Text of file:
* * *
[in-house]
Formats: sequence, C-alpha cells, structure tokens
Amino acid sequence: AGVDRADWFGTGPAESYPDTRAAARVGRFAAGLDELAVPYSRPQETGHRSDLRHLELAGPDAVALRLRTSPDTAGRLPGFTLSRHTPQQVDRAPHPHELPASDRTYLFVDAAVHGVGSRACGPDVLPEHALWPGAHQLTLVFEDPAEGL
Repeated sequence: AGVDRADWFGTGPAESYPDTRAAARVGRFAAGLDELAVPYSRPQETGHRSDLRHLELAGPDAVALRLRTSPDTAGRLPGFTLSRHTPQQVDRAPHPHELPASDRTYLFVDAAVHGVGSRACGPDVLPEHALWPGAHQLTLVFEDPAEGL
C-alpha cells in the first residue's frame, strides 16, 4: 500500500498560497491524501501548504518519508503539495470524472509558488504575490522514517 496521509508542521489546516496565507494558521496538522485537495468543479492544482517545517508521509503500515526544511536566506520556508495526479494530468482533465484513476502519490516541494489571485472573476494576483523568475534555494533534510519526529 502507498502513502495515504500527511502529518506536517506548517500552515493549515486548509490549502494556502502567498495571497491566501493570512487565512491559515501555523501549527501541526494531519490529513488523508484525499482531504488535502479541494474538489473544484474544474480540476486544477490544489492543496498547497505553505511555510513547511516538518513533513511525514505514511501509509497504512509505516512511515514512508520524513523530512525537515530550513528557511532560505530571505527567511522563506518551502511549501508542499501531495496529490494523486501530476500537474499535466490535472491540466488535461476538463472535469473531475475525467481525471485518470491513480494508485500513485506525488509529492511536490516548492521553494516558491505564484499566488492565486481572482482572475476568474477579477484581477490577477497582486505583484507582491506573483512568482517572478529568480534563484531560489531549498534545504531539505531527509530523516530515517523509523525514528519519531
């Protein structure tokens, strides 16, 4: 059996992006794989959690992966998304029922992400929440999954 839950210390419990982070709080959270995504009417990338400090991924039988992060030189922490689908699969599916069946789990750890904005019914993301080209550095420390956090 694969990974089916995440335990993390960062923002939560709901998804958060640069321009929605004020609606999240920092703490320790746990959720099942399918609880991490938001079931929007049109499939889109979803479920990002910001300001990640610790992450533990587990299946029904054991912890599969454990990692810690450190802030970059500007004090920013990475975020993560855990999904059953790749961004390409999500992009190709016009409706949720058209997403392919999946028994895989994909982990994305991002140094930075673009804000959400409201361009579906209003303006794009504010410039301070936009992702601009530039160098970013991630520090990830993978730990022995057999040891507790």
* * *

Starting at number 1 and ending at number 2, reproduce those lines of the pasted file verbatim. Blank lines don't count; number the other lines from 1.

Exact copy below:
[in-house]
Formats: sequence, C-alpha cells, structure tokens